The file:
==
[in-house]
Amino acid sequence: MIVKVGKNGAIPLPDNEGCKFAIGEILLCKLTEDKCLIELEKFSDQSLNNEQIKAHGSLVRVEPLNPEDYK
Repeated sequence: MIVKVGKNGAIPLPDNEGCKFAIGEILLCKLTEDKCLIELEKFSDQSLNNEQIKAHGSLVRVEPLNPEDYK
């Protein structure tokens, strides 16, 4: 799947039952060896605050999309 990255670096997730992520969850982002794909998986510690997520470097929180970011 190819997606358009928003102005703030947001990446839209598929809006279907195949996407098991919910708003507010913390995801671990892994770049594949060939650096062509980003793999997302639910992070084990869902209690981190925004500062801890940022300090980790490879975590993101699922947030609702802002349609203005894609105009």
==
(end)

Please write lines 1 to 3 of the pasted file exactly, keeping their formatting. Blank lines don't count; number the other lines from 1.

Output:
[in-house]
Amino acid sequence: MIVKVGKNGAIPLPDNEGCKFAIGEILLCKLTEDKCLIELEKFSDQSLNNEQIKAHGSLVRVEPLNPEDYK
Repeated sequence: MIVKVGKNGAIPLPDNEGCKFAIGEILLCKLTEDKCLIELEKFSDQSLNNEQIKAHGSLVRVEPLNPEDYK